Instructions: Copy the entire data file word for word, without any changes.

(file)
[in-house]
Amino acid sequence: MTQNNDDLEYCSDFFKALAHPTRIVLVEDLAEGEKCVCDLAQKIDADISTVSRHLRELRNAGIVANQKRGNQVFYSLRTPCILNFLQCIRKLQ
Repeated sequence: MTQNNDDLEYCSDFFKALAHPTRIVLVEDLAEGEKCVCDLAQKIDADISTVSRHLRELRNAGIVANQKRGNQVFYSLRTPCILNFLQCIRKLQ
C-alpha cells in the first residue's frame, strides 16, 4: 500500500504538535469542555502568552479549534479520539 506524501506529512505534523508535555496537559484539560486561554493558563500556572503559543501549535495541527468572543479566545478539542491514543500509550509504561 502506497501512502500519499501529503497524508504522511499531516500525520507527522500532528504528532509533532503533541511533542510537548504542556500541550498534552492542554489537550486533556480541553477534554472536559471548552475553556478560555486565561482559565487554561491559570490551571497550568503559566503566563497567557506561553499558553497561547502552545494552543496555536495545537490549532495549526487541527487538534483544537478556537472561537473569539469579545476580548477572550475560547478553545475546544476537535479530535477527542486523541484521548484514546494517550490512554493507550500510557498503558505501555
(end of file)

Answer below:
[in-house]
Amino acid sequence: MTQNNDDLEYCSDFFKALAHPTRIVLVEDLAEGEKCVCDLAQKIDADISTVSRHLRELRNAGIVANQKRGNQVFYSLRTPCILNFLQCIRKLQ
Repeated sequence: MTQNNDDLEYCSDFFKALAHPTRIVLVEDLAEGEKCVCDLAQKIDADISTVSRHLRELRNAGIVANQKRGNQVFYSLRTPCILNFLQCIRKLQ
C-alpha cells in the first residue's frame, strides 16, 4: 500500500504538535469542555502568552479549534479520539 506524501506529512505534523508535555496537559484539560486561554493558563500556572503559543501549535495541527468572543479566545478539542491514543500509550509504561 502506497501512502500519499501529503497524508504522511499531516500525520507527522500532528504528532509533532503533541511533542510537548504542556500541550498534552492542554489537550486533556480541553477534554472536559471548552475553556478560555486565561482559565487554561491559570490551571497550568503559566503566563497567557506561553499558553497561547502552545494552543496555536495545537490549532495549526487541527487538534483544537478556537472561537473569539469579545476580548477572550475560547478553545475546544476537535479530535477527542486523541484521548484514546494517550490512554493507550500510557498503558505501555